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Sterling Napa Cabernet Sauvignon 2006

Cabernet Sauvignon from Napa Valley, California
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    Winemaker Notes

    With beautifully integrated ripe fruit notes, velvety tannins and spicy oak, the 2006 Sterling Vineyard Napa Valley Cabernet Sauvignon is enticingly approachable. The symphony of Cabernet Sauvignon flavors—blackberry, black cherry, cassis and violet—comes from vineyards spanning the entire length of Napa Valley. The opulent, dark-fruit aromas and flavors are laced with complex nuances of cedar, spice and new leather. Smooth, supple tannins structure the wine and contribute to its plush texture on the palate. Toasty oak, from 12 months of barrel aging, adds warm vanilla tones to the lingering finish.

    Critical Acclaim

    Sterling

    Sterling Vineyards

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    Sterling Vineyards, , California
    Sterling
    Sterling Vineyards was born in the 1960s, a time when creativity and entrepreneurial spirit abounded, especially in California. In 1964, Peter Newton, once a paper broker in England, purchased 70 acres of land in Calistoga and became a Napa Valley winemaker. He planted grapes others did not, bottled varietals others did not, and built a dramatic winery with an aerial tramway. His innovations put Sterling Vineyards into the public eye and helped establish the Napa Valley as a premier travel destination.

    When Newton began planting his estate, Cabernet Sauvignon was the preferred variety. He planted the esteemed Cabernet, but his decision to also plant Chardonnay, Sauvignon Blanc and Merlot was a bold move. His Merlot vines were the first significant planting of that variety in the Napa Valley. Newton saw potential in the soft, velvety Merlot fruit, and in 1969 he took a chance by releasing California's first vintage-dated Merlot. This decision flew in the face of traditional standards, which held that Merlot was merely a blending grape, and forever changed the perception of red wine. People started to enter a restaurant and ask for a glass of Merlot!

    Carneros

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    Known for elegant wines that combine power and finesse, Carneros is set in the rolling hills that straddle the southernmost parts of both Sonoma and Napa counties. Its close proximity to the San Francisco Peninsula and the San Pablo Bay is instrumental in controlling the climate of the area. The winds from the San Pablo Bay create a cooling effect ideal for producing wines with crisp acidity and balanced flavors.

    This cooler pocket of California lends itself to growing Pinot Noir and Chardonnay, and more recently, Old-World style Syrah. While more delicate than most wines from neighboring regions, these are firmly structured, complex, and full of flavor. Carneros is also an important source of sparkling wines made in the style of Champagne.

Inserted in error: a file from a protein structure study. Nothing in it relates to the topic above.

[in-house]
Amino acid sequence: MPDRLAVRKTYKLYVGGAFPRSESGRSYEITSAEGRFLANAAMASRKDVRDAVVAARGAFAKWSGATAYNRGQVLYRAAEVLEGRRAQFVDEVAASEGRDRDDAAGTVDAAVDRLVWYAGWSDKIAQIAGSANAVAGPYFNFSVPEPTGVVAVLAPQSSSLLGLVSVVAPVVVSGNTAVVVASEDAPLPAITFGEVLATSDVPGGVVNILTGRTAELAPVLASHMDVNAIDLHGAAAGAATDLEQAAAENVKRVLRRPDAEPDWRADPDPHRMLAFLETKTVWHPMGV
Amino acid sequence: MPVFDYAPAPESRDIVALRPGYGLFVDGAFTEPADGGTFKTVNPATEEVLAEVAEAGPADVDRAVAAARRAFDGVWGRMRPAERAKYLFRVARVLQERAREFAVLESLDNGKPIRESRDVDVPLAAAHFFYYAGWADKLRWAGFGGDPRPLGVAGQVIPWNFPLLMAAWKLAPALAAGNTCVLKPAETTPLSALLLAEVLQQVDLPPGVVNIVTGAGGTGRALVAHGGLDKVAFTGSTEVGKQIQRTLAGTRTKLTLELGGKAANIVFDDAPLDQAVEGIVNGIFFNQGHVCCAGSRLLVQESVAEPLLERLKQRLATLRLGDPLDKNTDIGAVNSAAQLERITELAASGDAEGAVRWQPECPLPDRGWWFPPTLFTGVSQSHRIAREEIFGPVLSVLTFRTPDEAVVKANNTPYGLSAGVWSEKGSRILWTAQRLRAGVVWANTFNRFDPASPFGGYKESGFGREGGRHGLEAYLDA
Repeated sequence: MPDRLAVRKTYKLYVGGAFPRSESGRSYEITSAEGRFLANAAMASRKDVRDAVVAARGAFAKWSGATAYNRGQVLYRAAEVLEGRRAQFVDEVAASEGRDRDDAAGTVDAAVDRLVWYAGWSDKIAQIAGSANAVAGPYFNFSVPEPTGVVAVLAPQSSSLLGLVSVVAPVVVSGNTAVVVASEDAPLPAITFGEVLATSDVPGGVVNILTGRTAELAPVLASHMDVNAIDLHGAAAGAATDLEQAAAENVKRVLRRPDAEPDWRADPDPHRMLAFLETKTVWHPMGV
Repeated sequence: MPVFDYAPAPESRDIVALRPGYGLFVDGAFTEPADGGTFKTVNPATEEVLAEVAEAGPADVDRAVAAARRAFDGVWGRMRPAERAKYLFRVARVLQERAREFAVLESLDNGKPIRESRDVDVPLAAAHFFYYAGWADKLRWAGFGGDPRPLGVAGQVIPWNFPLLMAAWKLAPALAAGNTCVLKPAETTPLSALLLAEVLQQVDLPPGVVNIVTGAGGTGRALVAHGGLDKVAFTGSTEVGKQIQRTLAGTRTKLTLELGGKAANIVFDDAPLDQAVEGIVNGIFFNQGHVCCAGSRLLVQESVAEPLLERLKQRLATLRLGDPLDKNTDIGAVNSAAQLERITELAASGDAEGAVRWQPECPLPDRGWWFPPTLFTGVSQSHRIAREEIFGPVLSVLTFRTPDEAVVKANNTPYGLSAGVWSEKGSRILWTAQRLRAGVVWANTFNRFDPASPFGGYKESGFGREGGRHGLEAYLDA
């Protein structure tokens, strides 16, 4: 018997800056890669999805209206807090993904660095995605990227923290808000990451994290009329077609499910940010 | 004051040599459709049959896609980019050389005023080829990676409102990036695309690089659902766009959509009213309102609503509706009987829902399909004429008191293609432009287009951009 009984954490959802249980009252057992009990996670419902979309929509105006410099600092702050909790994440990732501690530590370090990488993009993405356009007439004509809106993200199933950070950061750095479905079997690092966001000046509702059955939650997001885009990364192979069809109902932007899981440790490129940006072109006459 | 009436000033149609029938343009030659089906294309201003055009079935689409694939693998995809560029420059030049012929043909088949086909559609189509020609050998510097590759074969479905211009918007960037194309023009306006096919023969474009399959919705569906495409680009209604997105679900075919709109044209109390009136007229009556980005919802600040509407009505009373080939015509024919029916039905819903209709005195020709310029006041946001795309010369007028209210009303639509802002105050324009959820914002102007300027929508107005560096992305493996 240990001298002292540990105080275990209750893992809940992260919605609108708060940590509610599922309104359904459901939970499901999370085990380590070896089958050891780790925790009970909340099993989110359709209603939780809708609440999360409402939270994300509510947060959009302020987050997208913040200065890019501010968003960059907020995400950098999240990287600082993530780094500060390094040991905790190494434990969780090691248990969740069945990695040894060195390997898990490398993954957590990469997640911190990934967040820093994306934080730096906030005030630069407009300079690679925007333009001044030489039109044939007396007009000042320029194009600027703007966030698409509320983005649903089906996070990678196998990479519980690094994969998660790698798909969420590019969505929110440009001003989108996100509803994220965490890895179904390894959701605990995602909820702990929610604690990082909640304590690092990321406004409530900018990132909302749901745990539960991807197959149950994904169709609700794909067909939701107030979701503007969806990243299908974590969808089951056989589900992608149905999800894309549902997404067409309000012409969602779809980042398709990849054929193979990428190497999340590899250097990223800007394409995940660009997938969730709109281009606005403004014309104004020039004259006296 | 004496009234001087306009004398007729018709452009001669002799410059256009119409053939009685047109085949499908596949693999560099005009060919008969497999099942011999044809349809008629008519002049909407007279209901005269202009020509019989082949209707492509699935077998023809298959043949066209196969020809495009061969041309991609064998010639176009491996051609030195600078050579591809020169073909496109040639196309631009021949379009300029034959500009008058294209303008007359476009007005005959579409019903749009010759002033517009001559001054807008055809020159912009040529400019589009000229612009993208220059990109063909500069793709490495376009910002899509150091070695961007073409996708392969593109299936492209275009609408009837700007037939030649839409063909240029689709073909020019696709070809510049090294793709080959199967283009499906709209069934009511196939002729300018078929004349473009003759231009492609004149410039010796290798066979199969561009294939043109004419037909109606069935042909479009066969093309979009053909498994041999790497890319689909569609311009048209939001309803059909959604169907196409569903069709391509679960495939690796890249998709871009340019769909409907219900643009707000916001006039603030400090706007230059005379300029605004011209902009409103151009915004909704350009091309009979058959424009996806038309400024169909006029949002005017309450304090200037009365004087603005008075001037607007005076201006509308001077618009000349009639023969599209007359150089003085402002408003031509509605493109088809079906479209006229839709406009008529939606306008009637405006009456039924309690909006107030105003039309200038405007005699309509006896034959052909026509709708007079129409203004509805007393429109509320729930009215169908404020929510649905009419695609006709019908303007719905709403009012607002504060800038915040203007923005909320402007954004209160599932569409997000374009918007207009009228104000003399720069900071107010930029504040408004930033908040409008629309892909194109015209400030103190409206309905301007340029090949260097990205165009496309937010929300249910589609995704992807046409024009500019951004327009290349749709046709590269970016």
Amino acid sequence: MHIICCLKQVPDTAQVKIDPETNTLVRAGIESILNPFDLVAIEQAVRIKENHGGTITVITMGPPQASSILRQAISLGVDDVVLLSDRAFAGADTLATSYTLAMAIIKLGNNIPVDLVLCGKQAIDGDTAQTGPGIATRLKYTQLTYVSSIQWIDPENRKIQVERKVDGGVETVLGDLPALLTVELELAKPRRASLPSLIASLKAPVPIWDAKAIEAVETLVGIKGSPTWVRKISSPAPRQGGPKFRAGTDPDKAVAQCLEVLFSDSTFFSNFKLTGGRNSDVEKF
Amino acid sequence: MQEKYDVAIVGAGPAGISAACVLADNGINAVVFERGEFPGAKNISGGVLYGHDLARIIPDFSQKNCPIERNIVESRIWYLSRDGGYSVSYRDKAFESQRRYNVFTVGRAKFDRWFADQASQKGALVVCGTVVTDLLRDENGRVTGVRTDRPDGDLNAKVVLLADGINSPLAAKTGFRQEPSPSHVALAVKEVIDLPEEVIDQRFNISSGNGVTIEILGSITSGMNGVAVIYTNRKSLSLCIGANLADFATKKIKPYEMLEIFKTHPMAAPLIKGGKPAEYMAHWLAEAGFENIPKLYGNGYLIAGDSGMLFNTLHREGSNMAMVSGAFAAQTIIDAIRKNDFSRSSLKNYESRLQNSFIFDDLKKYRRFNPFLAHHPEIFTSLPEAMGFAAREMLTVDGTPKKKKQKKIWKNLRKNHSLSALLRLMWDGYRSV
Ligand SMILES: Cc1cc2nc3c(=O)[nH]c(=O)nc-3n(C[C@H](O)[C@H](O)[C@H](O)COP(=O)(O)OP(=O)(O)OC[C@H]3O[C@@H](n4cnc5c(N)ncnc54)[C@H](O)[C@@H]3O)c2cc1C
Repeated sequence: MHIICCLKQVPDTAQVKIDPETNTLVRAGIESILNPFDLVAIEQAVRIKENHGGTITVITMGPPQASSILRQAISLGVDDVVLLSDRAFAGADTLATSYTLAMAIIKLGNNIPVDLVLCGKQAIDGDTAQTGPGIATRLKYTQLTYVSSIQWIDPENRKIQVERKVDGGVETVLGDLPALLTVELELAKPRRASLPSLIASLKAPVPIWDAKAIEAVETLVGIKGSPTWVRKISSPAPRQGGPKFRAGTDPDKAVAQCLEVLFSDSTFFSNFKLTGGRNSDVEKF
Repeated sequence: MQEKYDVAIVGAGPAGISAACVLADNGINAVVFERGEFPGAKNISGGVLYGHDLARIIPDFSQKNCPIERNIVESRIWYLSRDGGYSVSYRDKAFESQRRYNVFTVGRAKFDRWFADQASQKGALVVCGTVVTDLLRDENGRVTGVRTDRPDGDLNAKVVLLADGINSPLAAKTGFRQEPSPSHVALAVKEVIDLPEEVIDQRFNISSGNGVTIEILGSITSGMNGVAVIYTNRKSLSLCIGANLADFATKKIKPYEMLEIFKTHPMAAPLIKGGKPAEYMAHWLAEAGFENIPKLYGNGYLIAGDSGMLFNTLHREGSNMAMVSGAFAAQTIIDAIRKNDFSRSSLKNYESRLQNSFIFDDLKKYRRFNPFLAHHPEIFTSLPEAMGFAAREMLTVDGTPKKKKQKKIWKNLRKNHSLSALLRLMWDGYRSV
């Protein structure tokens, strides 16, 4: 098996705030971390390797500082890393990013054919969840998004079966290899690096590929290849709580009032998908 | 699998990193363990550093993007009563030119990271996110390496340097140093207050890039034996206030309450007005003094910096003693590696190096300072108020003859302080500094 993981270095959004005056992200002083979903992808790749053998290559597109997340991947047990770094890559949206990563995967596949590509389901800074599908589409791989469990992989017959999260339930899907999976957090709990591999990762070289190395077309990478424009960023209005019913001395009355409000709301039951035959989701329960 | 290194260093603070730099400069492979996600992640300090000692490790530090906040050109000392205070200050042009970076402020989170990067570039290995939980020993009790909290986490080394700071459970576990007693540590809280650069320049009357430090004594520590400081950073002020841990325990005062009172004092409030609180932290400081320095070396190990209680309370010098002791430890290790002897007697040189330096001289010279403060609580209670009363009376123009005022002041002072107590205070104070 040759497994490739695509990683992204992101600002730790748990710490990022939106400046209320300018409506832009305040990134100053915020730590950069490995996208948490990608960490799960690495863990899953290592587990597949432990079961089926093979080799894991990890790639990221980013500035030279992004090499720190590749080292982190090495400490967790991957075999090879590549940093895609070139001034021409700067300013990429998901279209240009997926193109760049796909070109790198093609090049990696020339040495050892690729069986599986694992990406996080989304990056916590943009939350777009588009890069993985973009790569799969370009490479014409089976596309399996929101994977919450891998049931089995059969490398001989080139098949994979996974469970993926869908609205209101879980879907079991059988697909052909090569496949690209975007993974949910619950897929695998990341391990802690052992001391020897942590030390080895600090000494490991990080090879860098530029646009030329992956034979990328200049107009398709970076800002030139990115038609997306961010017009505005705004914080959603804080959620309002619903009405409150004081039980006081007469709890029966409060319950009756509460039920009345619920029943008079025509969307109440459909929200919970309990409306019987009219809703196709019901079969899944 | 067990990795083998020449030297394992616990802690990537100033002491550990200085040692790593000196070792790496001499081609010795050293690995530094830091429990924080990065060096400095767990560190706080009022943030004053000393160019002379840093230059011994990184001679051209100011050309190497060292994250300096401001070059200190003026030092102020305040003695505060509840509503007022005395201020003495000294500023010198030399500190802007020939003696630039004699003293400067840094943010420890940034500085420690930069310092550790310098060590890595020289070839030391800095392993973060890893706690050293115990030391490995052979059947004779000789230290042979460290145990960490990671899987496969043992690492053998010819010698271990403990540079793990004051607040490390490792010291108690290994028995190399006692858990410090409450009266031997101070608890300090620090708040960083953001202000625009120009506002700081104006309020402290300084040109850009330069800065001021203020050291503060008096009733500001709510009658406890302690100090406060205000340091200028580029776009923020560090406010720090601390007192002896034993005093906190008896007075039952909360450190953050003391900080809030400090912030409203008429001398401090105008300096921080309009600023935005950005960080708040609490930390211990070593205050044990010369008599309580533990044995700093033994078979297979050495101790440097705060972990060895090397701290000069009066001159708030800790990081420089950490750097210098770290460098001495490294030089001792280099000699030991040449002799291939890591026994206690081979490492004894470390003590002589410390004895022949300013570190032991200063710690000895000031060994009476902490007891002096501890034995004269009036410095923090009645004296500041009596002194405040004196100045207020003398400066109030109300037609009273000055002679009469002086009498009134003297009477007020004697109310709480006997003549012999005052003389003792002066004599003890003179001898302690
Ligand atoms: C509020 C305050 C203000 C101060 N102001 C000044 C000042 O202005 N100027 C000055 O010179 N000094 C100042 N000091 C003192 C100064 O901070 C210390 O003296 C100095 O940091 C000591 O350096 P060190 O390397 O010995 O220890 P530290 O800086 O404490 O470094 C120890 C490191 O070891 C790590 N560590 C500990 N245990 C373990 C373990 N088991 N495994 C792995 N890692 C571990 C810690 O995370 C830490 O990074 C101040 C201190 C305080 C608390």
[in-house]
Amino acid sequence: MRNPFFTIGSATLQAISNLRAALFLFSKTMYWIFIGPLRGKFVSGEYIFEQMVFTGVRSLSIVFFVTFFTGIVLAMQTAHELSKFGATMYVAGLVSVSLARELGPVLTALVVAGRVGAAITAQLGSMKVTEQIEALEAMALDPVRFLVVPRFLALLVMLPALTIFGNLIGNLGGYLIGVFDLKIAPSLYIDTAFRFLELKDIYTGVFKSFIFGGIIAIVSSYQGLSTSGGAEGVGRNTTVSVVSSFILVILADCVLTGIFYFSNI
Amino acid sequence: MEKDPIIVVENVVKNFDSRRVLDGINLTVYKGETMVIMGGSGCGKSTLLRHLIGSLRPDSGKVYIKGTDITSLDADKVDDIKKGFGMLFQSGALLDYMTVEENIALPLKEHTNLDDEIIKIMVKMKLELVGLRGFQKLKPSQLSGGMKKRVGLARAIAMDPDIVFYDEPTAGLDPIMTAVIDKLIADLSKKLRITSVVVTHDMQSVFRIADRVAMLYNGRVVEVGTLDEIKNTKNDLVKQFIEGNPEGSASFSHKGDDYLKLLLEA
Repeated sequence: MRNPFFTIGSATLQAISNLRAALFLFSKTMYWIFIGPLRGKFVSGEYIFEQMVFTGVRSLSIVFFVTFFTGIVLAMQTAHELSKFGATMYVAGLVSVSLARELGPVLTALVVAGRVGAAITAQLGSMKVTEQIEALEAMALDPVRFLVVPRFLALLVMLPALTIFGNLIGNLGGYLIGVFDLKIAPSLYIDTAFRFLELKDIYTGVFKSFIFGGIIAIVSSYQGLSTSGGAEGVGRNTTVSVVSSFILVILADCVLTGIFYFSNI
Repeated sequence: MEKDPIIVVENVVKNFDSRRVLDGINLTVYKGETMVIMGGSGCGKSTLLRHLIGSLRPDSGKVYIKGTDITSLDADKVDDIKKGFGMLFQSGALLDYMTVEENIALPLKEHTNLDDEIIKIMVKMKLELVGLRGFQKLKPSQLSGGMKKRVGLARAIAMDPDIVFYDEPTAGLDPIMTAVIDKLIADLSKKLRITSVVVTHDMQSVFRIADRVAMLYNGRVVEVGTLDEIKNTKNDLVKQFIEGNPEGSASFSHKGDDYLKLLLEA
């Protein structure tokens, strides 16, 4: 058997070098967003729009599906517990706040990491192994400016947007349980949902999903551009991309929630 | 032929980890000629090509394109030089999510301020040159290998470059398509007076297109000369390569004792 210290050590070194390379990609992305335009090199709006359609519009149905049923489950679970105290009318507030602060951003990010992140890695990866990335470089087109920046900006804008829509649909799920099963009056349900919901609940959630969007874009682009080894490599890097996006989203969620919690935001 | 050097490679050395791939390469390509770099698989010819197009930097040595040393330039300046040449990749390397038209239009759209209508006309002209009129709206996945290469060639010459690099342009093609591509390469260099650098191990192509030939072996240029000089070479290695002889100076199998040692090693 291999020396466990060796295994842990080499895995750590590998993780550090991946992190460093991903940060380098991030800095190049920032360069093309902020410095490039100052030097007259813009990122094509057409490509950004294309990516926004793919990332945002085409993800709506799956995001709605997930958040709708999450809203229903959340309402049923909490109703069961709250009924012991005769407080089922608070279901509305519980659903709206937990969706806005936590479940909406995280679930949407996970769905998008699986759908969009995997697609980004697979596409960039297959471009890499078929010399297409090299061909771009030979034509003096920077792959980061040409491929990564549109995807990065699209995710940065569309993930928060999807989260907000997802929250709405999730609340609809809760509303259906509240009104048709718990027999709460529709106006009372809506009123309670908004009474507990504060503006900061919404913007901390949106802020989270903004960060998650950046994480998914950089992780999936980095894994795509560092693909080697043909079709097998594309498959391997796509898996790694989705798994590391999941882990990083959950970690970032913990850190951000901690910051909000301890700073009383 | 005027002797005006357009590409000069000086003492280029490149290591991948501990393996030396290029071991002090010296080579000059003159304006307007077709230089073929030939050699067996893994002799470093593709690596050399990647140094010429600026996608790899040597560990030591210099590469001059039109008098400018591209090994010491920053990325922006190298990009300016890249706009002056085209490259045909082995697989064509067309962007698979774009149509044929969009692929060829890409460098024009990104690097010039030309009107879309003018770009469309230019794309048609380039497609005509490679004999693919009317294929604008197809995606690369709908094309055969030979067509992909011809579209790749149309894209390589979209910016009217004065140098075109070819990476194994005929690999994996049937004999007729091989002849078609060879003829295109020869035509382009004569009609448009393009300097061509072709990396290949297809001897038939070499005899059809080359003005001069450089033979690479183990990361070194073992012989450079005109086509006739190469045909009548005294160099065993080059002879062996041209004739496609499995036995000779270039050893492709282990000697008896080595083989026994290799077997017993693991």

Pinot Noir

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    One of the most difficult yet rewarding grapes to grow, Pinot Noir is commonly referred to by winemakers as the “heartbreak grape.” However, the greatest red wines of Burgundy prove that it is unquestionably worth the effort. More reflective than most varieties of the land on which it is grown, Pinot Noir prefers a cool climate, requires low yields to achieve high quality, and demands care in the vineyard and lots of attention in the winery. It is an important component of Champagne and the only variety permitted in red Burgundy. Pinot Noir enjoys immense popularity internationally, most notably in Oregon, California, and New Zealand.

    In the Glass

    Pinot Noir Is all about red fruit—strawberry, raspberry, and cherry. It is relatively pale in color with soft tannins and lively acidity. It ranges in body from very light to the heavier side of medium, typically landing somewhere in the middle—giving it extensive possibilities for food pairing. With age (of which the best examples can handle an astounding amount), it can develop hauntingly beautiful characteristics of fresh earth, autumn leaves, and truffles.

    Perfect Pairings

    Pinot’s healthy acidity cuts through the oiliness of pink-fleshed fish like salmon, ocean trout, and tuna. Its mild mannered tannins don’t fight with spicy food, and give it enough structure to pair with all sorts of poultry—chicken, quail, and especially duck. As the namesake wine of Boeuf Bourguignon, it can even match with heavier fare. Pinot Noir is also very vegetarian-friendly—most notably with any dish that features mushrooms.

    Sommelier Secret

    Pinot Noir is dangerously drinkable, highly addictive, and has a bad habit of emptying the wallet. Look for affordable but still delicious examples from Germany (as Spätburgunder), Italy (as Pinot Nero), Chile, New Zealand, and France’s Loire Valley and Alsace regions.

    SOU233944_2006 Item# 97694

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